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Opinion & Editorial

Opinion: Primaries Don’t make Sense

The principles of representative democracy are both the ideals that this nation was founded on and are deeply ingrained into its culture. “By the People, for the People” is what we are supposed to be striving towards in our government. Yet the system by which that we elect our most important national leader is broken.

We force candidates for the Presidency to move farther into the extremes of both Parties to capture the voter base and then back to center to capture the country during the Presidential election. This encourages flakiness in the candidates from both sides.

We don’t need leaders who pander to their audience for votes. We need people who earnestly believe in what they–and this great nation–stand for.

Thus, in our political climate, we encourage slimy politicians instead of steadfast leadership. How can Ben Carson and Donald Trump be the lead Republican candidates? Carson is a neurosurgeon who doesn’t believe in evolution-or gravity! Trump is no better. At his recent Columbus rally, he claimed that to acquire the funds to treat veterans better, we should invade ISIS and take all of the oil from the area. After all, “in the olden days, to the victor went the spoils.” Not only is that plan ridiculous, but the justification—that we ‘did it in the olden days’—is completely incorrect. We also had slaves in the olden days, Mr. Trump. Not everything we did in the olden days was good.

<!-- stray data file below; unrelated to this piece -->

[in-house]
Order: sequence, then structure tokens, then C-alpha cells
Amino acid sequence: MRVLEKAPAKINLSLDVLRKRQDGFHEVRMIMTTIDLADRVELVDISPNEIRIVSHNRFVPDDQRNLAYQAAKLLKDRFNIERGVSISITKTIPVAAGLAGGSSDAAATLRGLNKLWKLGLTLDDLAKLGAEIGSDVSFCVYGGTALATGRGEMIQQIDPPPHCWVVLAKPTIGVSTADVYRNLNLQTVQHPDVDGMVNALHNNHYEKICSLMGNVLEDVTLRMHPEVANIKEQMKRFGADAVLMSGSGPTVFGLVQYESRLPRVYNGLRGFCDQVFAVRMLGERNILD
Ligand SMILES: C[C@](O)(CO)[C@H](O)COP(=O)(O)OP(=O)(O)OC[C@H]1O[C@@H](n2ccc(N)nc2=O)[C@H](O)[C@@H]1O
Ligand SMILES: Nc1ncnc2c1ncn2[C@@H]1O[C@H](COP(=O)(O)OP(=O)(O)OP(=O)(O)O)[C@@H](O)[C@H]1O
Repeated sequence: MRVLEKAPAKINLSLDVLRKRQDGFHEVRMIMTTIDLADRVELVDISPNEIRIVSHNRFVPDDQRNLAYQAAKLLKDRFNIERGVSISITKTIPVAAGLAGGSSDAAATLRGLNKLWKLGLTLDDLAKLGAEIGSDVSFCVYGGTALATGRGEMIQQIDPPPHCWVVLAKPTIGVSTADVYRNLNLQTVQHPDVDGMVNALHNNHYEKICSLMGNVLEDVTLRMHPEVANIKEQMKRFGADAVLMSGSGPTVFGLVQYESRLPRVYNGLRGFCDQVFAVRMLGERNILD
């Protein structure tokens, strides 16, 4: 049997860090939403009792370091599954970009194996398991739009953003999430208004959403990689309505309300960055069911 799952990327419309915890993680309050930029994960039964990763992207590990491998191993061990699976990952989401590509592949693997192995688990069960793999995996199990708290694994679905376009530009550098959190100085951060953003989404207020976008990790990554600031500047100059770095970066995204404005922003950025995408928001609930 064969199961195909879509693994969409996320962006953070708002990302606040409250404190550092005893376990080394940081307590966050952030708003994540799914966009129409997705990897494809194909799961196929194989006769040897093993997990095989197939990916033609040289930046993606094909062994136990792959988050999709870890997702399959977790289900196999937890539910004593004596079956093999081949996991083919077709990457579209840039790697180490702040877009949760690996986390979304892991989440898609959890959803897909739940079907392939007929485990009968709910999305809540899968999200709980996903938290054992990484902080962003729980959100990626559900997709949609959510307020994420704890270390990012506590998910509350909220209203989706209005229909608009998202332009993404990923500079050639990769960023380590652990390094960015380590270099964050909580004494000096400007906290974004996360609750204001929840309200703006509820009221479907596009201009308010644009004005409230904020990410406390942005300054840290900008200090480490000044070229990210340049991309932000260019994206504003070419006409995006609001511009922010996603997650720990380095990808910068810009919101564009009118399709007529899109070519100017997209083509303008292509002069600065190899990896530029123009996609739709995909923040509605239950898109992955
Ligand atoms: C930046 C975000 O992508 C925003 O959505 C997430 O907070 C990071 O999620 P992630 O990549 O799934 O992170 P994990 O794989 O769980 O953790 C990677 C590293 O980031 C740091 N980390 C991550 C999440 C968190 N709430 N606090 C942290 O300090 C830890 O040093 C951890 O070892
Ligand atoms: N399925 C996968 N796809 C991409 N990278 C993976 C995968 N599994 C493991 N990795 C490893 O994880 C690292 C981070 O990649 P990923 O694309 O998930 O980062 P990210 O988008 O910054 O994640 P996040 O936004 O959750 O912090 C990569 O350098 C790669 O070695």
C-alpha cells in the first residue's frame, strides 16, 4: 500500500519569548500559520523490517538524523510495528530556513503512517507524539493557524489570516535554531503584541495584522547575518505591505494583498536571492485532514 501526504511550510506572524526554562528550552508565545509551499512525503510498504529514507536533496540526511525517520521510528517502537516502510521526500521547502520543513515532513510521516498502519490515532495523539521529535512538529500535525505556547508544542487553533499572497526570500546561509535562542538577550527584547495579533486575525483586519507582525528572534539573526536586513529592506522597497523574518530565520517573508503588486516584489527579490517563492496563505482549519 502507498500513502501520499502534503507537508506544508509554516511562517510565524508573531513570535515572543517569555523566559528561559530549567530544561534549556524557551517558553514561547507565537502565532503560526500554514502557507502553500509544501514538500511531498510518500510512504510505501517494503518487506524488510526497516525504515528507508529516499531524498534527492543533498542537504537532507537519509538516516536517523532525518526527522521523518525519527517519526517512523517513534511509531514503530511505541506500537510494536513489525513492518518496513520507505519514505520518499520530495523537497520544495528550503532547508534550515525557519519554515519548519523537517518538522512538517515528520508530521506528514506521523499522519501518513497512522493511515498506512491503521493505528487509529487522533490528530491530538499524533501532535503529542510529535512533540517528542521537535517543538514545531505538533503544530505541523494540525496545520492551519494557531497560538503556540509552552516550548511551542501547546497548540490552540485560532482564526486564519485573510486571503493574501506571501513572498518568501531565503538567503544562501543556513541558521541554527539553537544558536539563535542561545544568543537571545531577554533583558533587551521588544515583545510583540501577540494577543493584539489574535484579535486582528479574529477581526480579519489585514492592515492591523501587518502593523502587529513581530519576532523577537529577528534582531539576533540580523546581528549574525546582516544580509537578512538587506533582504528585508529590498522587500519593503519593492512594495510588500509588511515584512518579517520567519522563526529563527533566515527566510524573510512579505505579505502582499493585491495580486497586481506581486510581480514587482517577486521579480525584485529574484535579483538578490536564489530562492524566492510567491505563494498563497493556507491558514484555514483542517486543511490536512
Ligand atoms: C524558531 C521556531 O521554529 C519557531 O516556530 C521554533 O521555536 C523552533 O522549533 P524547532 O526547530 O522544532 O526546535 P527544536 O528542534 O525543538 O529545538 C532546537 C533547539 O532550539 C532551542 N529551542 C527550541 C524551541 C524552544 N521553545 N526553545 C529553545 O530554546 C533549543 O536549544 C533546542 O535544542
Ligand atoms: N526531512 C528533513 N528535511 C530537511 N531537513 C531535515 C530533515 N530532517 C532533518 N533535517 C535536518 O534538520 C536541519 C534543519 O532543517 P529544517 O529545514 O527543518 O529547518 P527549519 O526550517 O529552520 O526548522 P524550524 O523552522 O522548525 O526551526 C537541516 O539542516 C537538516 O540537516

How can we entrust people like this with pressing international policy? How could they deal with world issues, which even our brightest minds find themselves struggling to solve? Leaders who are used to insincerely pandering to the electorate will be unable to make the tough decisions when they count, because they’ve never truly stood for anything before.

As Abraham Lincoln once said, “Put your feet in the right place, then stand firm.” We need a system of Primaries where we encourage this idea in our politicians, not a system where we encourage career politicians to pander for votes to appease their hunger for power.


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